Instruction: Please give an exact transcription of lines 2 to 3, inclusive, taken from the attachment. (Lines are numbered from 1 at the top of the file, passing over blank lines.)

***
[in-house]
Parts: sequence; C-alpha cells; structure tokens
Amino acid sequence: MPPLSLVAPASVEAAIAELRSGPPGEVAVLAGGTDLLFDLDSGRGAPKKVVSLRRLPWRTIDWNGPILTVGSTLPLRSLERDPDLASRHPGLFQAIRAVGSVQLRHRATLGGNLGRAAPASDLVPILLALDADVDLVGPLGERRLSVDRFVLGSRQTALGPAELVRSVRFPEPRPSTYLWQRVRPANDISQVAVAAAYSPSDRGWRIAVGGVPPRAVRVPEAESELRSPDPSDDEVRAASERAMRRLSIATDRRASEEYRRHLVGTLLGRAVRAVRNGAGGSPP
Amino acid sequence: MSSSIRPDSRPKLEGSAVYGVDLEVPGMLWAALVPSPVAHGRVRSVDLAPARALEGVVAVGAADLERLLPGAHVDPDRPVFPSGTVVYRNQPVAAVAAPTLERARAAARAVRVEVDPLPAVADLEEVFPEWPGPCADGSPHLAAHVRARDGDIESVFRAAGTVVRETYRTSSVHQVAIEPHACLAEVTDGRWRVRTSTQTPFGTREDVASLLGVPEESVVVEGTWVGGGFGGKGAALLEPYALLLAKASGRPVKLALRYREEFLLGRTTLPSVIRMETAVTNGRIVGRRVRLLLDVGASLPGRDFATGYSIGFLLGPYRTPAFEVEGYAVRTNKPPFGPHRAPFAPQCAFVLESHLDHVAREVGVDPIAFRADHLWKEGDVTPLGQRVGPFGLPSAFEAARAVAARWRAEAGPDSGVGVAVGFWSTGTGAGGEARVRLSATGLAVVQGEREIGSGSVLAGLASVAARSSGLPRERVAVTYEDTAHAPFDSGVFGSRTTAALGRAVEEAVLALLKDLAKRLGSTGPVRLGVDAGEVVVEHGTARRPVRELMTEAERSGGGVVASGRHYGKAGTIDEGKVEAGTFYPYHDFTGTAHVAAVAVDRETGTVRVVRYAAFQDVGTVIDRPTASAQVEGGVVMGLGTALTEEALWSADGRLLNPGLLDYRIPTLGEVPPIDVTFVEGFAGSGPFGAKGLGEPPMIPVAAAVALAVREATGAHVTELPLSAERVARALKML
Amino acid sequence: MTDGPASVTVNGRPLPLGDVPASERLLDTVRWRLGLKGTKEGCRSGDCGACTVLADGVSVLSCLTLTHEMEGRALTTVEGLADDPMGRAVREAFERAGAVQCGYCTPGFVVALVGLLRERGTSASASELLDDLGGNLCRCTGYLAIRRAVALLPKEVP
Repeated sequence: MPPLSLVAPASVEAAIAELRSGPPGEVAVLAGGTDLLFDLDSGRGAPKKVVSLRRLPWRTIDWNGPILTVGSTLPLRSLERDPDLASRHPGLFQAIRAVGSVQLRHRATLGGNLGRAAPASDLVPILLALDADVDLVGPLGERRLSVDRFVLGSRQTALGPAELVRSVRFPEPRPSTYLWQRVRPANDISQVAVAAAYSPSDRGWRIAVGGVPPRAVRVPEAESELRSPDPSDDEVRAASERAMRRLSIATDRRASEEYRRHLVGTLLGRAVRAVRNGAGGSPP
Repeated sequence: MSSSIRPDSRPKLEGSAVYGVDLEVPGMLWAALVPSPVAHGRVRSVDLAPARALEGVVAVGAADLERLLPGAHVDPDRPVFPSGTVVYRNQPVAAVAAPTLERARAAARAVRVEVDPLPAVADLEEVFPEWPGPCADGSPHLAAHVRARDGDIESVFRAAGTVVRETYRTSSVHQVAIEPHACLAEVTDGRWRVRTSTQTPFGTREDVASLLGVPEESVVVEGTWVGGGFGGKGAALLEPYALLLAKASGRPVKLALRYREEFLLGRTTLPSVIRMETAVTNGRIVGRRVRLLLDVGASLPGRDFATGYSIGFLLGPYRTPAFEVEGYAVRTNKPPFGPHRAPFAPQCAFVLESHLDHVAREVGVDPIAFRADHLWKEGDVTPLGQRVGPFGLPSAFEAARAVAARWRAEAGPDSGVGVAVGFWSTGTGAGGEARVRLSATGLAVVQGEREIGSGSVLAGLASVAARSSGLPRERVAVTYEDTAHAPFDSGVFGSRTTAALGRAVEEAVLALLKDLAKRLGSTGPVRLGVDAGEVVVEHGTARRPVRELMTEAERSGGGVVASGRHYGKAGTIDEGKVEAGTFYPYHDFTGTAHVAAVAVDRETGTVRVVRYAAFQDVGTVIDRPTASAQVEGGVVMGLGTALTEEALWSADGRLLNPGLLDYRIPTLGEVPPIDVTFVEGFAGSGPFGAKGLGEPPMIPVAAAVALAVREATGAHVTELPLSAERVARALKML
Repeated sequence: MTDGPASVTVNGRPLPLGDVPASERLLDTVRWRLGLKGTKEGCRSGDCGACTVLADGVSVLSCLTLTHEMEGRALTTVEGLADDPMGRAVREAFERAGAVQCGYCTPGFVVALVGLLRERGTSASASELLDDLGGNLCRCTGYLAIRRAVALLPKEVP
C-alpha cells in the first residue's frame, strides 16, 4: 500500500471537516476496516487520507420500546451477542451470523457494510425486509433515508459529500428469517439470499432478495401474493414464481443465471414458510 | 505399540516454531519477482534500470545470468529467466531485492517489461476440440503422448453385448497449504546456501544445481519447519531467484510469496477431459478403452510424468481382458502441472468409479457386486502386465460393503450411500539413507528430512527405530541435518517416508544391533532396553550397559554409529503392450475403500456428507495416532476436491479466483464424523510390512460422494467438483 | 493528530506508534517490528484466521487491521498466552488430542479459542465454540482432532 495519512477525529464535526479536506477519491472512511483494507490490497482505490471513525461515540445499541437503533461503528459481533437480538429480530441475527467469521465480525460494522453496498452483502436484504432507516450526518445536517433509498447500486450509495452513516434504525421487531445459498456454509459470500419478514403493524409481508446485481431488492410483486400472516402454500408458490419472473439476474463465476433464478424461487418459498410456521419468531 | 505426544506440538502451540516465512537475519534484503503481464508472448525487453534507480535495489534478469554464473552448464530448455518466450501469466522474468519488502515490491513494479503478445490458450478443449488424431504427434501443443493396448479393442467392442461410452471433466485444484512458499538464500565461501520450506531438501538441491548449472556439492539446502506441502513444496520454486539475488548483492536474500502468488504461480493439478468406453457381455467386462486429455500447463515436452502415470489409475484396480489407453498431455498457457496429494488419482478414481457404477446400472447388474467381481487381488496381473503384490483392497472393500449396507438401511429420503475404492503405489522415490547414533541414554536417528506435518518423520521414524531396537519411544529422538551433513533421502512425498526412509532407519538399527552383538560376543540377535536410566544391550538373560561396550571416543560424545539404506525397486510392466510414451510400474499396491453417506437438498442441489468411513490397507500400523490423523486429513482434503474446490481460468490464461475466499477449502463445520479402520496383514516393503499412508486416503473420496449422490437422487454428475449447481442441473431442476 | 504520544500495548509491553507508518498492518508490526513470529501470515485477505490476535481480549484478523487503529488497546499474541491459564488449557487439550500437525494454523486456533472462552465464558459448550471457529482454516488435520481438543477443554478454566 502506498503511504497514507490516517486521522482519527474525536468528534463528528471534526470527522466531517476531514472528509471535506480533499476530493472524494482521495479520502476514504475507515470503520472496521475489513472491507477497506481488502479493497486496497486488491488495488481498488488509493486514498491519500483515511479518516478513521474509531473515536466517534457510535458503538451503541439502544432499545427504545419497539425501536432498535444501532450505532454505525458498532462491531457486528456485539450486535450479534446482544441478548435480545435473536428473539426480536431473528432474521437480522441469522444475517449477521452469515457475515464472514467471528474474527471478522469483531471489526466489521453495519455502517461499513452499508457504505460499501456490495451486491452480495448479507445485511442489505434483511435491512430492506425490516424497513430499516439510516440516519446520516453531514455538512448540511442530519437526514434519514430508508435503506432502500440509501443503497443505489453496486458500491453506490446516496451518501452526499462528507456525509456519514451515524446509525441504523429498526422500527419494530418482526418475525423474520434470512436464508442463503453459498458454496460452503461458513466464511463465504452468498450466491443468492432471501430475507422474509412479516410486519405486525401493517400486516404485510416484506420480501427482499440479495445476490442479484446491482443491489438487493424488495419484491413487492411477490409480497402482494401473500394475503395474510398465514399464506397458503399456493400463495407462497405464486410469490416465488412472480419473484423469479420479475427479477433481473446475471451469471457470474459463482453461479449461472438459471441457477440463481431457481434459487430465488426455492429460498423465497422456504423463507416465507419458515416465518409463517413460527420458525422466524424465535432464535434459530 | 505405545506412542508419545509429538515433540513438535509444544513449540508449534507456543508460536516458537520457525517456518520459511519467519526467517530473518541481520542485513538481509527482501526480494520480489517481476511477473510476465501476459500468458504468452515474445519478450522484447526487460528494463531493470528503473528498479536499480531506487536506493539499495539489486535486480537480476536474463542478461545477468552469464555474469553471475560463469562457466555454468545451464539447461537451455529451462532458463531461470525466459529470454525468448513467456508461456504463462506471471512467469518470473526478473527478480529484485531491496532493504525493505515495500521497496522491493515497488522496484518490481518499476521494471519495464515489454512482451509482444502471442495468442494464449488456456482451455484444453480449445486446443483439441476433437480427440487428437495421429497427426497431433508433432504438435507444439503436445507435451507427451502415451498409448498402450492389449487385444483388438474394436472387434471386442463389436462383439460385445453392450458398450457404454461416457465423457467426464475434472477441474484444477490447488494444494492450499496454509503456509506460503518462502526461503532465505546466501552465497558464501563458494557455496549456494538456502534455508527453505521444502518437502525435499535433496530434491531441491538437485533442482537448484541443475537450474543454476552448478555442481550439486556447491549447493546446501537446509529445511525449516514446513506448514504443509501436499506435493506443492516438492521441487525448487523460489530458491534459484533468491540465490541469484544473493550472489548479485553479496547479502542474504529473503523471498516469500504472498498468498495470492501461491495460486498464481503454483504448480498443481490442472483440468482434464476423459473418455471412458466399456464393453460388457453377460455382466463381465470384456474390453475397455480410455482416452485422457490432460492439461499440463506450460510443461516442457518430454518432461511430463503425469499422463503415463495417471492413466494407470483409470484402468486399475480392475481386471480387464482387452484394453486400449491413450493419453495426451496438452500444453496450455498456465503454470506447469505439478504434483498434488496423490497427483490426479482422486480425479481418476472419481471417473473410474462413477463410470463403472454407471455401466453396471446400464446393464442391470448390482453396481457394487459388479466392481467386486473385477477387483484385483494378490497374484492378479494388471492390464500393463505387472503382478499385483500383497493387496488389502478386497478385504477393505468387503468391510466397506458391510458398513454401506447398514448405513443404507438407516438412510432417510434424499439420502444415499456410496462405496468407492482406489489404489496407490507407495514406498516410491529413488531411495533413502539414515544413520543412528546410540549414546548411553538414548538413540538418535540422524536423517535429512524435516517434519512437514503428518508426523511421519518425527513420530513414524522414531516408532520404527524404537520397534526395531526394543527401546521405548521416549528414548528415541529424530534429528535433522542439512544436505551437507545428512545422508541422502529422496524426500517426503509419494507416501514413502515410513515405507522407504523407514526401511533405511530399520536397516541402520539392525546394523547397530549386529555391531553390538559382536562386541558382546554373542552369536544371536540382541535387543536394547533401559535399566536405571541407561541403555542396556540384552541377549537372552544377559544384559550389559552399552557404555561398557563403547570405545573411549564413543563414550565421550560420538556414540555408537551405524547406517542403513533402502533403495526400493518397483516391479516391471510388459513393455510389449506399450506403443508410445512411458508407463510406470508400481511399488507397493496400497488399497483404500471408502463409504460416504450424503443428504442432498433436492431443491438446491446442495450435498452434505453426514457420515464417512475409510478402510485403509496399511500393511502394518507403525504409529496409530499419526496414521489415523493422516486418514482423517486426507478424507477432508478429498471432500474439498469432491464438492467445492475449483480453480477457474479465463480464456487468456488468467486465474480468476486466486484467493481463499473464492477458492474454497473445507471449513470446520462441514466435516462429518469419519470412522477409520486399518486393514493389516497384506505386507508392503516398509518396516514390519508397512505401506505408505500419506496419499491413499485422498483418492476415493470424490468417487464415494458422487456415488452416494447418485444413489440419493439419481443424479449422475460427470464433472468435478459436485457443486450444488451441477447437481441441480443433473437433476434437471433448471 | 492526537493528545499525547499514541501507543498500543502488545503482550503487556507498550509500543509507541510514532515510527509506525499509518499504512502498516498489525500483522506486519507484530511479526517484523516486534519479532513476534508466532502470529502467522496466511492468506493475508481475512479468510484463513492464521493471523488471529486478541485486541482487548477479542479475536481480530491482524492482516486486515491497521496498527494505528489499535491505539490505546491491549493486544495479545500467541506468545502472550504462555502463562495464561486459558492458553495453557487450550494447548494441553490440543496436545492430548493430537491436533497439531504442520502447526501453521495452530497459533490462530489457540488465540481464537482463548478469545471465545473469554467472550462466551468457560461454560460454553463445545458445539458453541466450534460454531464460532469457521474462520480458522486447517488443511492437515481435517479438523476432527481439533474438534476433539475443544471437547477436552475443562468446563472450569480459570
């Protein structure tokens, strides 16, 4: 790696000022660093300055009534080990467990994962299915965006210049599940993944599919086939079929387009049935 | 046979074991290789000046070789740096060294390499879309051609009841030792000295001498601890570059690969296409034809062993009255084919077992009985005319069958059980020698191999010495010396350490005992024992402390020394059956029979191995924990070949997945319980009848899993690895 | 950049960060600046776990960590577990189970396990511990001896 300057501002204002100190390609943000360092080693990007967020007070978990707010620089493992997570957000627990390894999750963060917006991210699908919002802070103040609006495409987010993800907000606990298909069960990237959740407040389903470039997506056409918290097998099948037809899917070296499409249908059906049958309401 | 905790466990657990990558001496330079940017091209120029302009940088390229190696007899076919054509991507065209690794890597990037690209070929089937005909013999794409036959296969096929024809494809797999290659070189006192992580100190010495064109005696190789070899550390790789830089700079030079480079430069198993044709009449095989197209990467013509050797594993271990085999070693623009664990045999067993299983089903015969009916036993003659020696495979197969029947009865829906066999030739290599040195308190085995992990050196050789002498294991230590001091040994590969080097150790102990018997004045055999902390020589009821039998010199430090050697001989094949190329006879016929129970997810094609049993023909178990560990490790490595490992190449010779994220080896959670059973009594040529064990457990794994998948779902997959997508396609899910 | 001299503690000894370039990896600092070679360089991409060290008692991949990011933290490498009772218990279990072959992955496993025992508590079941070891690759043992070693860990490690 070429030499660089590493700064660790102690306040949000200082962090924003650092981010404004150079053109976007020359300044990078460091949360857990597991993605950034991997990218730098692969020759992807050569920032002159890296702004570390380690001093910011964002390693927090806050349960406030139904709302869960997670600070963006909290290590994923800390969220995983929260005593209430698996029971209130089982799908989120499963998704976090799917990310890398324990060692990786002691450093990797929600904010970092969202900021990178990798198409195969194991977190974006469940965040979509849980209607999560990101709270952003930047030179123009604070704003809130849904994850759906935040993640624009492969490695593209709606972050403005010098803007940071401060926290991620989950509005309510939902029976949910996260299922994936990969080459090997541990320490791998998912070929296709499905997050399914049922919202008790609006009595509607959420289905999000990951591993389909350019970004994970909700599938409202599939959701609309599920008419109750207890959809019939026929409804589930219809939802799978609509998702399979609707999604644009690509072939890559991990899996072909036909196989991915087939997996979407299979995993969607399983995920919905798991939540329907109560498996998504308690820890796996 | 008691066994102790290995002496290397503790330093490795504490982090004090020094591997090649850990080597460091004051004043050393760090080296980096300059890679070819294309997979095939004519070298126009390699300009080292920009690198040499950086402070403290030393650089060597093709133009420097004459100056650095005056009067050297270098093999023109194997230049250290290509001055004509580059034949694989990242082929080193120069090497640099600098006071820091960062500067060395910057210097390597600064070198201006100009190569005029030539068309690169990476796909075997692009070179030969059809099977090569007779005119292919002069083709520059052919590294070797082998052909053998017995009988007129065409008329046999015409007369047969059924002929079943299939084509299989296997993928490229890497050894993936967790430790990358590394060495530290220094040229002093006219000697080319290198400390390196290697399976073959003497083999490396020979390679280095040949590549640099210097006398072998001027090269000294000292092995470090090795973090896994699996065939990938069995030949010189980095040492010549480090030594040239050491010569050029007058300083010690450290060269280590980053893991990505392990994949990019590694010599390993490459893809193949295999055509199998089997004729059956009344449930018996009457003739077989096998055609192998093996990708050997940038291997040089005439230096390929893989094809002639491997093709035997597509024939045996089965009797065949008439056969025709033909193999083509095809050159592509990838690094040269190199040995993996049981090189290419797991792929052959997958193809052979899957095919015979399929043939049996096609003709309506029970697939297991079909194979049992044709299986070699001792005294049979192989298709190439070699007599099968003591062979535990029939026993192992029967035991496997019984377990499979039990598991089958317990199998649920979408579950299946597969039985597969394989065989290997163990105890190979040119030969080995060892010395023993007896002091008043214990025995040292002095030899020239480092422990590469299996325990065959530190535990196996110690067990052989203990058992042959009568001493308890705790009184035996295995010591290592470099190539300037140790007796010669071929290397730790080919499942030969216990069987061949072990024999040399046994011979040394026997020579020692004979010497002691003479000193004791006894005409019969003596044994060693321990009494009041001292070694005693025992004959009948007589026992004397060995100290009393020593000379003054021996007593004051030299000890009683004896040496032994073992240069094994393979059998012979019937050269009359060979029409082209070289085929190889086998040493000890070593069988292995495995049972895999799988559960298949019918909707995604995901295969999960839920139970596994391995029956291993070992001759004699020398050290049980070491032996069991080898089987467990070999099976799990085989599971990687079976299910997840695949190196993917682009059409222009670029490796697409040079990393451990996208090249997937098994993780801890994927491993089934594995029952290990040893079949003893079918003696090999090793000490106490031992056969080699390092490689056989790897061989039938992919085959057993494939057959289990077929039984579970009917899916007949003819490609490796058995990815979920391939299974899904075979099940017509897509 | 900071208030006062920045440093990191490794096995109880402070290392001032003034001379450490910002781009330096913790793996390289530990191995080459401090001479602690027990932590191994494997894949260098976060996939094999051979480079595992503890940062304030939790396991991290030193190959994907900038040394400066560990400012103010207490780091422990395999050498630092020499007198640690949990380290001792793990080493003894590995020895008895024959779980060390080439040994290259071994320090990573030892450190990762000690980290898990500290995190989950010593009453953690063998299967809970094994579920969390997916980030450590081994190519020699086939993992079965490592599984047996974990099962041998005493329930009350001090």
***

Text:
Parts: sequence; C-alpha cells; structure tokens
Amino acid sequence: MPPLSLVAPASVEAAIAELRSGPPGEVAVLAGGTDLLFDLDSGRGAPKKVVSLRRLPWRTIDWNGPILTVGSTLPLRSLERDPDLASRHPGLFQAIRAVGSVQLRHRATLGGNLGRAAPASDLVPILLALDADVDLVGPLGERRLSVDRFVLGSRQTALGPAELVRSVRFPEPRPSTYLWQRVRPANDISQVAVAAAYSPSDRGWRIAVGGVPPRAVRVPEAESELRSPDPSDDEVRAASERAMRRLSIATDRRASEEYRRHLVGTLLGRAVRAVRNGAGGSPP